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National registration and accreditation scheme for doctors and other health care workers

CHAIR —Good morning. I welcome representatives from the Australian Peak Nursing and Midwifery Forum. We have your submission. Thank you very much. I now invite any or all of you to make an opening statement and then we will go to questions. Have you tossed up who is going to go first?

Ms Cook —We have—we run a very democratic ship.

CHAIR —I would expect no less from your group.

Ms Cook —If I may, I will start by saying thank you very much for inviting us to speak to you today. The four people you see in front of you, the Australian Peak Nursing and Midwifery Forum, are a coalition of the regulators and the industrial and professional bodies relating to nursing and midwifery in this country—all of the peak bodies that have an interest in this scheme. Nurses and midwives are very committed to the implementation of national regulation and we have been for a considerable amount of time. The organisations of the Australian Peak Nursing and Midwifery Forum are united in their support for the principles of the national system as it is currently proposed. As long as the system that is implemented is focused on quality and safety, the protection of the public and support for nurses and midwives to practise safely and confidently, then we support that system.

The reason, I guess, that we are here today is that we have concerns about the architecture of the proposed system. We would like to outline our concerns, and we have some solutions for those problems that we think, if implemented, would allow us to come up with a system that meets the needs of the Australian community. Our first concern revolves around financial and human resources. The current state of play with nursing and midwifery regulation in Australia is that the boards are statutory authorities and have access to all of the revenue generated by nurses and midwives’ fees and use that money to hire and fire their own staff and administer their legislation on behalf of the ministers. The current architecture that is being proposed has a number of other administrative layers and a number of additional bureaucracies which obviously will need to be funded, and at this point in time that funding comes out of the fees generated by nurses, midwives and other professionals covered under the scheme. The other issue with that is that the current architecture that is being proposed has a system whereby the boards do not have access to hire and fire their own staff—their own human resources. There are a couple of states in this country which have existing schemes and those sorts of governance structures, and they are problematic.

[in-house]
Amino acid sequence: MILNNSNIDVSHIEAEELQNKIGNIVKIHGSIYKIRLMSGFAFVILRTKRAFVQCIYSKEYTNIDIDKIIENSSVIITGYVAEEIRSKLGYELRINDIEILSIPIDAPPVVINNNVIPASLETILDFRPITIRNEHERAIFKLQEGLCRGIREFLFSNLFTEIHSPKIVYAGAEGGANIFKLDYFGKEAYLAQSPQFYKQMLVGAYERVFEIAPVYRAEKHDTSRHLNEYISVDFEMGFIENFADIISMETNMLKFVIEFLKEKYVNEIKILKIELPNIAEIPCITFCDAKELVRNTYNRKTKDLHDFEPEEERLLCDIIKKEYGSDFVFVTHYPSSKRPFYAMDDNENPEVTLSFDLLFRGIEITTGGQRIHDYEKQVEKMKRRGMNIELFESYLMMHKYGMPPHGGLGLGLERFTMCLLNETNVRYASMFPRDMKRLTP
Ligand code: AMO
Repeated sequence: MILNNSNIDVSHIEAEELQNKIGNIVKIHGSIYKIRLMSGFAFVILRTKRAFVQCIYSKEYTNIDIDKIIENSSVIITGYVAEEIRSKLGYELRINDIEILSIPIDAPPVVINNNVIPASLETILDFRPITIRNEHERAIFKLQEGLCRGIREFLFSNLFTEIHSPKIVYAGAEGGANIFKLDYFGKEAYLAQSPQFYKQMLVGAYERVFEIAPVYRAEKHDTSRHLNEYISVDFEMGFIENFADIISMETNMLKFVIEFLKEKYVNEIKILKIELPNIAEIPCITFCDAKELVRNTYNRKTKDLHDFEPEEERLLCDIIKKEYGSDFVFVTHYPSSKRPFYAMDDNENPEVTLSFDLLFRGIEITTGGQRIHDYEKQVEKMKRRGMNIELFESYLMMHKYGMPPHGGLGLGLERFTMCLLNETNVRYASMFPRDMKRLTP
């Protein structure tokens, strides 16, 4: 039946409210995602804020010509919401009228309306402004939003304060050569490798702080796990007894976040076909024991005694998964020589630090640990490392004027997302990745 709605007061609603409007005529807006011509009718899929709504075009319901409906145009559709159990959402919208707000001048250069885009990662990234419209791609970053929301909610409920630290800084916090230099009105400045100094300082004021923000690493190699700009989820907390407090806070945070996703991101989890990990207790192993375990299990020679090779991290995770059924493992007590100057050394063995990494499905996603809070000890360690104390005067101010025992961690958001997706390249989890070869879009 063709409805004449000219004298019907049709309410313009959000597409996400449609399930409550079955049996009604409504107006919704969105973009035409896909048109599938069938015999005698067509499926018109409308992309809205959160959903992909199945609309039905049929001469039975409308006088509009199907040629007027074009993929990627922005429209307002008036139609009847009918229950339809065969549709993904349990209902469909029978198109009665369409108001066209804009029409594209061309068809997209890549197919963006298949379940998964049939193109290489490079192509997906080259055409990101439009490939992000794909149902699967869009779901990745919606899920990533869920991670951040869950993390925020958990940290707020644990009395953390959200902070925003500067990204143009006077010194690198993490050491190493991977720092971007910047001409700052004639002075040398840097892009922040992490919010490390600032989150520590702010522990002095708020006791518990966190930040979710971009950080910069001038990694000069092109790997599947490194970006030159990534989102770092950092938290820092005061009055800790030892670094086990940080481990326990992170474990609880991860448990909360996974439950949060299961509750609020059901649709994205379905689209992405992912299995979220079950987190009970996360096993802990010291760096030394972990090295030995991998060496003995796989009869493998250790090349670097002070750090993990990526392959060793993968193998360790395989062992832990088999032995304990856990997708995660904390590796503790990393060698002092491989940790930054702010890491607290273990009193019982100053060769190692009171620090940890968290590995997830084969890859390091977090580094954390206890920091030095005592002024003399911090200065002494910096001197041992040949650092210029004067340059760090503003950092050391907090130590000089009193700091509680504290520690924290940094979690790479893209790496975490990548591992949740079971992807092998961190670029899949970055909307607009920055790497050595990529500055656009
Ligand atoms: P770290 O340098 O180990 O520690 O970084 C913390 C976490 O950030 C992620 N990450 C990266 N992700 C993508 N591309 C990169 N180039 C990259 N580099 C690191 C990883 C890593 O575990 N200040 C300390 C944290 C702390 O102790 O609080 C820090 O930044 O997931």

If a board is going to develop policy around the regulation of a health professional, the board then has to be able to communicate that policy to the health professional, because it goes to the heart of their practice and their capacity to practise safely. If, due to resource issues—because it does not control its own finances or its own staff—a board is not able to communicate that policy decision to a nurse or a midwife, there is a very real possibility that there will be an issue in terms of harm to the public. So from our point of view it is critical that the Nursing and Midwifery Board of Australia have access to all of the resources it needs to do its job properly. We are concerned that under the current scheme that is not the case. Certainly in bill A, the health professions agreement that has been articulated does not go as far as we would like it to go. It talks about fees, funds and budgets, but it has nothing about human resources.